1✉Instituto Agroforestal Mediterráneo. Universitat Politècnica de València. Valencia, Spain.
2018 - Volume: 58 Issue: Suppl pages: 3-4https://doi.org/10.24349/acarologia/20184289
In July 2008, Serge Kreiter invited me to organize the eighth meeting of the European Association of Acarologists in Valencia, Spain. I accepted the challenge and during the meeting held in Vienna in 2012 it was agreed that I would take the presidency of the Association for the period 2012-2016 and would organize the next meeting. The 8th EURAAC Symposium took place in Valencia from July 11 to 15, organized by the Polytechnic University of Valencia and EURAAC. The meeting was opened to all scientific fields in Acarology and was attended by 157 people from 33 countries belonging to four continents. Spain, Turkey, United Kingdom and France were the countries which contributed with the highest numbers of participants. The participants featured 153 presentations distributed in 85 oral presentations and 68 posters.
The central topic of the Symposium was “Mites and Ticks: from genes to populations”. With this title I tried to summarize two aspects. First, the remarkable diversity of mites and the invitation to people everywhere interested in mites inhabiting any habitat on Earth and displaying any behaviour and ecological role. Second, we are experiencing in this time an integrative approach of different disciplines which contributes to improve our understanding of these organisms at different scales, from the molecular to the community level. The presentations were divided in nine sessions: Biological Control and Integrated Pest Management; Morphology and Physiology; Taxonomy, Systematics and Phylogeny; Chemical Control, Resistance and Toxicology; Field Ecology and Population Dynamics; Genetics and Evolutionary Acarology; Biogeography and Biodiversity; Behavioural Ecology and Life-History Strategies; and Medical and Veterinary Acarology. In addition to the normal sessions, we organized two special and monographic sessions devoted to Bioinvasions and Climate change, hosted by Dr. María Navajas, Dr. Denise Navia and Dr. Menelaos Stavrinides, and Forensic Acarology, chaired by Dr. Maria Alejandra Perotti.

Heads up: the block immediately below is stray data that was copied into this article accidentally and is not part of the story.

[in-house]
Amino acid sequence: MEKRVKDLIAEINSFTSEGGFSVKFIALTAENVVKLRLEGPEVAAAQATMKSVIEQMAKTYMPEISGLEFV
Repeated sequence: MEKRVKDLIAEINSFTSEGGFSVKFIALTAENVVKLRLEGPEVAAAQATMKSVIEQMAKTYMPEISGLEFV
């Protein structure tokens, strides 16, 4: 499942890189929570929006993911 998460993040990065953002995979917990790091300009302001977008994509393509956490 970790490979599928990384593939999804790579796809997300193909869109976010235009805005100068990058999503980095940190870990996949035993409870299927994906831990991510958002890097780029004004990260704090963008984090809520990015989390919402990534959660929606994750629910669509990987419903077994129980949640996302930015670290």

Furthermore, the organizing committee invited a number of key researchers to present Plenary Lectures. I was proud to have with us: Dr. Lee Goff, Professor Emeritus in Entomology and Forensic Sciences at Chaminade University of Hawaii, who told us about the implications of television series like “CSI Las Vegas” to the United States legal system and the role that mites play in forensic entomology; Dr. Ronald Ochoa, Acarologist at USDA Systematic Entomology Laboratory, Beltsville, USA, who presented examples of the application of Low Temperature Scanning Electronic Microscope to reveal the true three-dimensional structures of mite morphology; and Dr. Marie-Stéphane Tixier, Professor in Montpellier SupAgro and Researcher at Centre de Biologie et Gestion des Populations, Montferrier sur Lez, France, who told us about the importance of Systematics in mite research and how to focus the education of students to make the discipline more attractive.
Some of the participants wished to publish their contributions in the Proceedings. As in the case of the previous congress in Vienna, the journal Acarologia offered support for publishing these articles in a special issue devoted to the Symposium. I would like to thank the chief editor Serge Kreiter for his assistance during this period. We received twelve manuscripts, from which eleven were accepted after the peer review process. All the submitted manuscripts were reviewed by specialists who helped to improve the quality of the papers. My special thanks to the reviewers Julia Baumann, Carlo Duso, Farid Faraji, Juan Carlos Iturrondobeitia, Markus Knapp, Günther Krisper, Ladislav Miko, María Lourdes Moraza, Denise Navia, Roy Norton, Maria Pappas, Tobias Pfingstl, Salvatore Ragusa, Heinrich Schatz, Peter Schausberger, Anna Seniczak, Haralabos Tsolakis and Eddie Ueckermann.
Since the Symposium in Valencia, EURAAC has suffered uncertain times, mainly due to the legal status of the Association. These problems are fixed right now and I am convinced that EURAAC meetings will remain important occasions in the future to promote the collaboration between acarologists from different scientific disciplines and different parts of the world.